Nancy Packes Inc., an online real estate data services covering the five boroughs of New York City and all residential transactions, reports that nearly half of all new condo units built after 2015 in Manhattan, or about 3,695 of 7,727 apartments, remain unsold.
Despite trillions of dollars printed by global central banks and hundreds of rate cuts since 2015 – Manhattan condos have been unappealing to the wealthy elite and unaffordable to the typical New Yorker.
Also, a confluence of macroeconomic headwinds, as well as SALT deduction caps and transfer taxes, cooled the market even further.
"The extraordinary oddity of the current cycle is that the real estate market has decoupled from the national economy and local economy, where job growth has been steady, and stock market values have been reaching new highs," according to the report.
As it turns out, the stock market isn't the real economy. Developers hooked on low-interest rates overbuilt across the borough with the average sale price more than doubling since 2011.
The report warned about the luxury condo glut with limited buyers willing to purchase homes at prices that have far outpaced wages.
There's even a shadow inventory that lurks on the sidelines, with any market improvement, developers will dispose units into the market - this could produce overhead resistance for years to come.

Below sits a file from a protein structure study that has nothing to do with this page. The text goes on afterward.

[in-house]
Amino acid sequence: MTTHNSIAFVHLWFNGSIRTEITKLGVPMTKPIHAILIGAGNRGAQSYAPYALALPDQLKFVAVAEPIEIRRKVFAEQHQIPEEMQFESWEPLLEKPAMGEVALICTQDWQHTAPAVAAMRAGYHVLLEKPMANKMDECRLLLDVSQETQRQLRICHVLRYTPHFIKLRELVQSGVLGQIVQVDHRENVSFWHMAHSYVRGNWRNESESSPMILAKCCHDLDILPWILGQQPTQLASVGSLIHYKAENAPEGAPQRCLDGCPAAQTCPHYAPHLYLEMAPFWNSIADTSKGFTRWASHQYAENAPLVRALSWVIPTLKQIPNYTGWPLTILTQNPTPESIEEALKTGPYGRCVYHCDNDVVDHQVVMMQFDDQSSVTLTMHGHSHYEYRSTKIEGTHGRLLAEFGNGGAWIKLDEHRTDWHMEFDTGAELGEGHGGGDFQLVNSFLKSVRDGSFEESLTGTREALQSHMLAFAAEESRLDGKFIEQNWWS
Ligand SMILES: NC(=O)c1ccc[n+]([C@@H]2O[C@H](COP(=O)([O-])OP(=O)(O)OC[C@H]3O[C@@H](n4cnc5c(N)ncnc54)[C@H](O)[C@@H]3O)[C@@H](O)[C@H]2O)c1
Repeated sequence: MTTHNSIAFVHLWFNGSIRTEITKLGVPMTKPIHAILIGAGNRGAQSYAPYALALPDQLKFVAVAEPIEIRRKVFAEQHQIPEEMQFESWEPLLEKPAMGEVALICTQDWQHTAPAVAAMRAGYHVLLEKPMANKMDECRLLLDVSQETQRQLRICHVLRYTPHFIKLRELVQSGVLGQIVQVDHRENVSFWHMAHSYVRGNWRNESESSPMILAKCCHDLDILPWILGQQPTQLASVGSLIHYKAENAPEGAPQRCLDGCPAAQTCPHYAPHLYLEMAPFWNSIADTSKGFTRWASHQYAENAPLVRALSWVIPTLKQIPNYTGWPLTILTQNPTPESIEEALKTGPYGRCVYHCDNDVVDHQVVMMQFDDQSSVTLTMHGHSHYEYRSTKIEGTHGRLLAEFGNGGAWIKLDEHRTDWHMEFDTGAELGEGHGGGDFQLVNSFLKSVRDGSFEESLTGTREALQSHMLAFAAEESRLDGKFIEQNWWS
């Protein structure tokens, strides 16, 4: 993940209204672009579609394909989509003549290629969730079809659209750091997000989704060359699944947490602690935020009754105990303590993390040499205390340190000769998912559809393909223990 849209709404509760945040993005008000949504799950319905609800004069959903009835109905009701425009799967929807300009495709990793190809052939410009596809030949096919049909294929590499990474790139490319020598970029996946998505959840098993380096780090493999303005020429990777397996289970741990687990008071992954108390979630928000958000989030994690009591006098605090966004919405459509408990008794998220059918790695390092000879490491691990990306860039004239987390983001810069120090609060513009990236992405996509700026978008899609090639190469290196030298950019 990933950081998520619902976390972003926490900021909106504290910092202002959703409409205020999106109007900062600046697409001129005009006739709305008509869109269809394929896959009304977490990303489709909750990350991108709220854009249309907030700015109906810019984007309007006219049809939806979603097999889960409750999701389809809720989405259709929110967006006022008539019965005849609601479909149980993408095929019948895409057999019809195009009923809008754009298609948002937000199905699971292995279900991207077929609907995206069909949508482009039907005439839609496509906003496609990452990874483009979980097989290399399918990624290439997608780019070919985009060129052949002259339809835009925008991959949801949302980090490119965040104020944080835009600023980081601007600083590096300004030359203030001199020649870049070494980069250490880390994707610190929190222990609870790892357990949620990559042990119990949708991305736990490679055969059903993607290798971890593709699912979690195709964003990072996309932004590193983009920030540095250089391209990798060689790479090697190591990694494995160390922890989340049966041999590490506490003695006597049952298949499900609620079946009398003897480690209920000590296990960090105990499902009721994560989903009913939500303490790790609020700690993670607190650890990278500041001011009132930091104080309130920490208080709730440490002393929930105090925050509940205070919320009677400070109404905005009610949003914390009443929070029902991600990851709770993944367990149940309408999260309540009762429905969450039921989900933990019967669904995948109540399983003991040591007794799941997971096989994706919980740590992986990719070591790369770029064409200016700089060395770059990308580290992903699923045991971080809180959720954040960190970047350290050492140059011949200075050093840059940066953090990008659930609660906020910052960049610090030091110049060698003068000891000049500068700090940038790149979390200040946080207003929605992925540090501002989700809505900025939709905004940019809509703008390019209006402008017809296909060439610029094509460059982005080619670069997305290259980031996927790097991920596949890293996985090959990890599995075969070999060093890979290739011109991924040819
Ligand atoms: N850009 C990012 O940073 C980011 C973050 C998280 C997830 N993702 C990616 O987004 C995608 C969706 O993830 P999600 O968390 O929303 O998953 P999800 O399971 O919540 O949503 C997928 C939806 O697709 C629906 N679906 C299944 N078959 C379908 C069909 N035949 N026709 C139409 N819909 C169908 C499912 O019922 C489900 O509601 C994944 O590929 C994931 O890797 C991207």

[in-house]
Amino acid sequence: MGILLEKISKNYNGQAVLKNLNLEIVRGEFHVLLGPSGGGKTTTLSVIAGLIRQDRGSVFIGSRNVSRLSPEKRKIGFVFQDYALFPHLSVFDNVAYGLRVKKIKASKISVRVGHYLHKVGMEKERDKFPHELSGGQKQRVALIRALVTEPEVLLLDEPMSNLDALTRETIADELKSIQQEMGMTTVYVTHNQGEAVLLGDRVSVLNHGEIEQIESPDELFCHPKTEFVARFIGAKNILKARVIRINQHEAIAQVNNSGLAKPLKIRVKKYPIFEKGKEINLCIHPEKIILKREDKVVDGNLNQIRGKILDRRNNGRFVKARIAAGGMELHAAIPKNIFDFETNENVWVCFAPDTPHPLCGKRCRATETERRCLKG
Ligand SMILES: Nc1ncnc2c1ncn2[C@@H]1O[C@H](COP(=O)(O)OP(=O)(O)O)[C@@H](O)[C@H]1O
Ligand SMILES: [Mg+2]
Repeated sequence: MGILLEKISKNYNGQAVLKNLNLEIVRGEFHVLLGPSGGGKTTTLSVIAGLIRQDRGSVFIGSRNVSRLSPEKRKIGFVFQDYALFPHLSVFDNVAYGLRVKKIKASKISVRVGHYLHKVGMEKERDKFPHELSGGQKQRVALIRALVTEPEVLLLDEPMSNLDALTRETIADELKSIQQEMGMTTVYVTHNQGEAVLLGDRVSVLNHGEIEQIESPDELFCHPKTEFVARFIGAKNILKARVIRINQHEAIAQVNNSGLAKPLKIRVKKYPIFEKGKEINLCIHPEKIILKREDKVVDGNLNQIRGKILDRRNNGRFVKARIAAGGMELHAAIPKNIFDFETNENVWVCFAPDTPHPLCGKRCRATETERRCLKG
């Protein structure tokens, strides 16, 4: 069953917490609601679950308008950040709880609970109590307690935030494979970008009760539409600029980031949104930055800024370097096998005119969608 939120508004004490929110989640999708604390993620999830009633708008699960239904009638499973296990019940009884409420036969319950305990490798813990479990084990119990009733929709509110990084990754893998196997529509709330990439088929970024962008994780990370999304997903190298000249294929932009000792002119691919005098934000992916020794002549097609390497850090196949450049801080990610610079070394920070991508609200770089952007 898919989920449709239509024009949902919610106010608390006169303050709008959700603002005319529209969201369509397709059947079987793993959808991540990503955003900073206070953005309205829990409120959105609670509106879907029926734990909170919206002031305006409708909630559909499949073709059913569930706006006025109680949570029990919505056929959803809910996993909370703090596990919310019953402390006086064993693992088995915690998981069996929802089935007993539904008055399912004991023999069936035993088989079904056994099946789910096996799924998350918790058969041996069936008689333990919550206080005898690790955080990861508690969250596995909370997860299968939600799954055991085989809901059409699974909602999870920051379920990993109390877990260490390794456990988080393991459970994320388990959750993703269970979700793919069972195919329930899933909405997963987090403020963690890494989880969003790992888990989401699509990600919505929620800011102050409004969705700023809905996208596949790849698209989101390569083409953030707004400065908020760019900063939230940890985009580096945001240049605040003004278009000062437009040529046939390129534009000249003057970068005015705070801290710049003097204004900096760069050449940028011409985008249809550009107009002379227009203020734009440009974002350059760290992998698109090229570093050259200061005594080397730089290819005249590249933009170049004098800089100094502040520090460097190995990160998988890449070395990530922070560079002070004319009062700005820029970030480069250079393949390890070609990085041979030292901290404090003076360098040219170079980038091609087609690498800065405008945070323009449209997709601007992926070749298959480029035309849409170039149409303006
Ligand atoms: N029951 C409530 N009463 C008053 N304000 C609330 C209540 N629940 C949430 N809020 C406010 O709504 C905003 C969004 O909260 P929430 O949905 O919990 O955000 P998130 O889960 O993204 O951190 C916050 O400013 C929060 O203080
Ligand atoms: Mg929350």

"You never had this kind of supply in these price ranges," Gary Barnett, the president and founder of Extell Development, who builds luxury condos in the city, told The New York Times.
"The $5 million to $10 million market is hammered — there's way too much of it," Barnett warned. He said developers are now starting to realize the market is oversaturated with limited buyers at these high prices.
The Atlantic notes that developers bet huge on Russian oligarchs, Chinese moguls, Saudi royalty, and Latin American millionaires to soak up the luxury condo supply.
"But the Chinese economy slowed, while declining oil prices dampened the demand for pieds-à-terre among Russian and Middle Eastern zillionaires," The Atlantic said.
With immigration trends lower, a stronger dollar, protectionism, and the U.S. Treasury cracking down on international real estate laundering schemes -- foreign demand for luxury pads in the city has dried up in the last several years.
So, the question remains -- what policies or fundamental shifts in the economy can speed up the purchases of all those unsold Manhattan condos?
It's only a matter of time before one developer, holding an excessive amount of unsold Manhattan condos , is slapped with a crash crunch that would result in the dumping of units on the market at a steep discount would trigger an avalanche in prices.